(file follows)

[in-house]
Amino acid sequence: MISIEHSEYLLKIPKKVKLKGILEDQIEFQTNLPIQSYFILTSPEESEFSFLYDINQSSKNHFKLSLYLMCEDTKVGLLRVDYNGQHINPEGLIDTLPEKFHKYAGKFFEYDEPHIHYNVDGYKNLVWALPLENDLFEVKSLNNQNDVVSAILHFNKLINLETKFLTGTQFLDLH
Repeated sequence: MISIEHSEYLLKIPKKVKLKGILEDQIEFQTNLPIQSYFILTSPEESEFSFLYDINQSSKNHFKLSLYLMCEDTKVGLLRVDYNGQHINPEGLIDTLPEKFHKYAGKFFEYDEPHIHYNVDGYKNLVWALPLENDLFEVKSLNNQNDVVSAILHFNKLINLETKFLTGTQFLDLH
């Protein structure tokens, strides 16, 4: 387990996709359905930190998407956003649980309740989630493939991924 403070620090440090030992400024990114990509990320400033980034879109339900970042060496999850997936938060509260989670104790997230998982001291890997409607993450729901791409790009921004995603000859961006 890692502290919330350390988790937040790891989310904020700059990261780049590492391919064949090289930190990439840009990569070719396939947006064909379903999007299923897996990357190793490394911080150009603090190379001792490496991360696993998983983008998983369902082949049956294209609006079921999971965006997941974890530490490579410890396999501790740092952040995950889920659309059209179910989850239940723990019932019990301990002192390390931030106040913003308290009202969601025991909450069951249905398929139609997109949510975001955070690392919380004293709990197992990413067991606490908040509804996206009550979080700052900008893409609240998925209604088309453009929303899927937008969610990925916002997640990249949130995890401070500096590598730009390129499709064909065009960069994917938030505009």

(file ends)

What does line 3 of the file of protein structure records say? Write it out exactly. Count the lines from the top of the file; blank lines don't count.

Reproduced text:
Repeated sequence: MISIEHSEYLLKIPKKVKLKGILEDQIEFQTNLPIQSYFILTSPEESEFSFLYDINQSSKNHFKLSLYLMCEDTKVGLLRVDYNGQHINPEGLIDTLPEKFHKYAGKFFEYDEPHIHYNVDGYKNLVWALPLENDLFEVKSLNNQNDVVSAILHFNKLINLETKFLTGTQFLDLH